Changes to Annual Leave
As part of its four-yearly review of modern awards, the Fair Work Commission has examined the issues of excessive annual leave and the cashing out of annual leave – both common issues for our employer clients.
Some employees are so committed to work that they take little leave (which is less than ideal for their ongoing wellbeing, and which results in ever-increasing provisions in the accounts as pay levels increase), or see the accrual as a cash nest egg payable on eventual termination, rather than an opportunity to take a break.
Proposed changes by the Fair Work Commission may make these issues easier to handle.
Excessive annual leave
The review noted that employees with excessive annual leave could have negative cash flow impacts on employers when it came to paying out annual leave if they left their job. The proposed changes will give more definition to an employer’s right to direct the employee to take leave.
The Fair Work Commission has proposed a new model term about excessive annual leave be included in 70 awards and, potentially, in all modern awards. This will allow employers to direct employees with excessive accrued annual leave (more than eight weeks for non-shift workers and 10 weeks for shift workers) to take leave, provided that:
- Before directing leave to be taken, the employer has requested a meeting with the employee and has genuinely tried to agree upon steps that will be taken to reduce or eliminate the employee’s excessive leave accrual without the need for a direction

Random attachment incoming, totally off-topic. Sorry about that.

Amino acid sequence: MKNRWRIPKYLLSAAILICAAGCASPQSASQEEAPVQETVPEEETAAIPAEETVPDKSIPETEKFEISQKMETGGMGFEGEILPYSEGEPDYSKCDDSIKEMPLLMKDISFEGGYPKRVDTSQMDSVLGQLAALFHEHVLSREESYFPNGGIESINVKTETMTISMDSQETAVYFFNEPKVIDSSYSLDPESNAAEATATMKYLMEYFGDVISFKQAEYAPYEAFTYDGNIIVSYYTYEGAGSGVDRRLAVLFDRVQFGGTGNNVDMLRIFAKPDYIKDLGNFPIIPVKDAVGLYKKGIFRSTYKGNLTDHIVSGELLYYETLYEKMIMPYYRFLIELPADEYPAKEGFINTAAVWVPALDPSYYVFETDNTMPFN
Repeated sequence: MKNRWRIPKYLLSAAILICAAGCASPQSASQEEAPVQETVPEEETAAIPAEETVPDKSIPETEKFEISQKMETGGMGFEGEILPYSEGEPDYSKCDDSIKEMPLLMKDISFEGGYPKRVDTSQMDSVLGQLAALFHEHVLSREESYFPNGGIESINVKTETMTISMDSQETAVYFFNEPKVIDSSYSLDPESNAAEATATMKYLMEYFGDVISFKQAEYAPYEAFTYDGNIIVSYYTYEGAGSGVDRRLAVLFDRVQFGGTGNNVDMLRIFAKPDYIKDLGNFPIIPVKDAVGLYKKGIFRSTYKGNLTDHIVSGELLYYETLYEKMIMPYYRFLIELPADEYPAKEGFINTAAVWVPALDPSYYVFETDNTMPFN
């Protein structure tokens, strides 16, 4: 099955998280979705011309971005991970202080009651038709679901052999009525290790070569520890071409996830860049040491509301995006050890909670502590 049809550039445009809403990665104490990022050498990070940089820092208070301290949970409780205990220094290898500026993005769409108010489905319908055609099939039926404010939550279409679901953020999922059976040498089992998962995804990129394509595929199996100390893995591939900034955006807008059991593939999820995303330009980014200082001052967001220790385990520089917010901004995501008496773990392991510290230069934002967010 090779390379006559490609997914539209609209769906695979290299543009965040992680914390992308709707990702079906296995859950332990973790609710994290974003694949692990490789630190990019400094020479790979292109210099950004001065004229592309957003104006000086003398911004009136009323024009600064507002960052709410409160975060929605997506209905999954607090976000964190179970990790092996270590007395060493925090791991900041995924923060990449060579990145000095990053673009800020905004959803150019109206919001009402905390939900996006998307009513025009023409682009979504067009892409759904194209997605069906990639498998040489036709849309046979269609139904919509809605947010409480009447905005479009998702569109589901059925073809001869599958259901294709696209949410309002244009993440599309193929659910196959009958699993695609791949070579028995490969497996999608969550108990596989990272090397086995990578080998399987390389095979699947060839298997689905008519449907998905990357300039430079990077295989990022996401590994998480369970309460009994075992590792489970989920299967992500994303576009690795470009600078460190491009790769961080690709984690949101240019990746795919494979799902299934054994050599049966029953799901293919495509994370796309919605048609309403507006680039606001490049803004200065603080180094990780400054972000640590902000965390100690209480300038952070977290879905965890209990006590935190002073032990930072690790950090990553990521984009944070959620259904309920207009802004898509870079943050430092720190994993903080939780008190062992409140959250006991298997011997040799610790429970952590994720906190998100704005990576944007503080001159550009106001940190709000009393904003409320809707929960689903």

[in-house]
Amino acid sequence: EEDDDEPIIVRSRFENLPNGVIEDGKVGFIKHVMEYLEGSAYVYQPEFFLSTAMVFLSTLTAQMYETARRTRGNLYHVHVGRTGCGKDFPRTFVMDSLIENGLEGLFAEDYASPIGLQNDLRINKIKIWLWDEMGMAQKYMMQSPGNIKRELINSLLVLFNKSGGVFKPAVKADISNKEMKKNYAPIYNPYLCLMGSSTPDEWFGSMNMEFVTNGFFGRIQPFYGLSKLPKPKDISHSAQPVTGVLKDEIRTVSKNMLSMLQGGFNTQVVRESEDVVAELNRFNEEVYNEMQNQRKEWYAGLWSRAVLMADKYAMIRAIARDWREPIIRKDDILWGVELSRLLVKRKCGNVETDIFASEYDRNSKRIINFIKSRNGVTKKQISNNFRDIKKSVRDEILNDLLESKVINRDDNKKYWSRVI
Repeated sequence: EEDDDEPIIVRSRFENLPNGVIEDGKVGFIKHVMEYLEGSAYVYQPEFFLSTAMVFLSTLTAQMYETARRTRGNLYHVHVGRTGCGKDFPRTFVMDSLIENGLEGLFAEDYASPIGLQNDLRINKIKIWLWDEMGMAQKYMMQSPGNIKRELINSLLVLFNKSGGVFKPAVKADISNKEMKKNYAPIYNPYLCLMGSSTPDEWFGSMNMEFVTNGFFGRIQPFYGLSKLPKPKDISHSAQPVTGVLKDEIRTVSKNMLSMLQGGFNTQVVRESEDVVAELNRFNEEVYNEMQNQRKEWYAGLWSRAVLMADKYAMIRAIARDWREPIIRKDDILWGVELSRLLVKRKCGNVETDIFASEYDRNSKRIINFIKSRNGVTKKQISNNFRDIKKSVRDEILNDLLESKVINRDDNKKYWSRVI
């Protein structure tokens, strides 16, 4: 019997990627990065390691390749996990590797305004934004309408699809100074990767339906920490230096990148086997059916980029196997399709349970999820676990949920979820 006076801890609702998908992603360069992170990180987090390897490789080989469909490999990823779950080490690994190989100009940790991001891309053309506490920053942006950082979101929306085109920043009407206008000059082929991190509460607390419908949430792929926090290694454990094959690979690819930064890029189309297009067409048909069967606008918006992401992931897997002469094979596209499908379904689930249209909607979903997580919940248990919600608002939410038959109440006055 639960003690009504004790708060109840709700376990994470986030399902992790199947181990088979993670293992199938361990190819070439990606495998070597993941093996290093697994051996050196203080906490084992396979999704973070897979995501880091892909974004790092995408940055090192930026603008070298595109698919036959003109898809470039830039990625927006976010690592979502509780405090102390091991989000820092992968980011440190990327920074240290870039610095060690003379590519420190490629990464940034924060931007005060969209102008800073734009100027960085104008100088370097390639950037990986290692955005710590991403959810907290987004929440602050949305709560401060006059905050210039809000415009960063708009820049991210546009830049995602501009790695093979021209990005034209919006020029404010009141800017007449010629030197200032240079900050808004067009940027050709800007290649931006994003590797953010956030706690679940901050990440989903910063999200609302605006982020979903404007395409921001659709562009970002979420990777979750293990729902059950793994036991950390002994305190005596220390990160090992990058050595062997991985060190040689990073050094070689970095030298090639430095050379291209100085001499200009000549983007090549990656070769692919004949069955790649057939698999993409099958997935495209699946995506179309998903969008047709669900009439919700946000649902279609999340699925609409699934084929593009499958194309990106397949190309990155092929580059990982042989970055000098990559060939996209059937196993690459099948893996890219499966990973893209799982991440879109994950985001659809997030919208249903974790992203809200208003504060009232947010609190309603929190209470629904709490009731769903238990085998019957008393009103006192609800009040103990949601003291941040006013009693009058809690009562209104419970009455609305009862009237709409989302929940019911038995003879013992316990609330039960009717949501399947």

- the directed leave won’t result in the employee having less than six weeks accrued annual leave left
- the directed leave is for at least a week
- notice of at least eight weeks and not more than 12 months is provided to the employee of the directed leave
- any existing agreed leave arrangement is taken into account (so if an employee with 12 weeks accrued already has a month’s leave booked, a direction won’t be appropriate).
Cashing out of annual leave
The Fair Work Act currently sets out that annual leave can’t be cashed out unless in accordance with provisions under an award or enterprise agreement. This means it’s generally illegal as most modern awards don’t provide for the cashing out of annual leave (except at the end of the employment).
The Commission has proposed a new model term about cashing out of annual leave which will allow an employer and employee to agree to the employee cashing out accrued annual leave if:
- Each cashing out of a particular amount is agreed by a separate written agreement
- the employee is paid the full amount that would have been payable had the employee taken the leave at the time that it is cashed out
- the cashing out won’t result in the employee’s remaining accrued entitlement being less than four weeks, and
- the employee doesn’t cash out more than two weeks in any 12 month period.
Both these proposed changes are subject to more submissions and hearings, with a further hearing currently listed for 7 August, 2015. Given that the timetable for the four-yearly review goes up to December, these changes are unlikely to come into force until 2016.
Should you wish to find out more about how these changes will affect you, please contact our Employment Law Team:
Stephen Booth, Principal
Phone: 02 9895 9222
Lisa Qiu, Lawyer
Phone: 02 9895 9207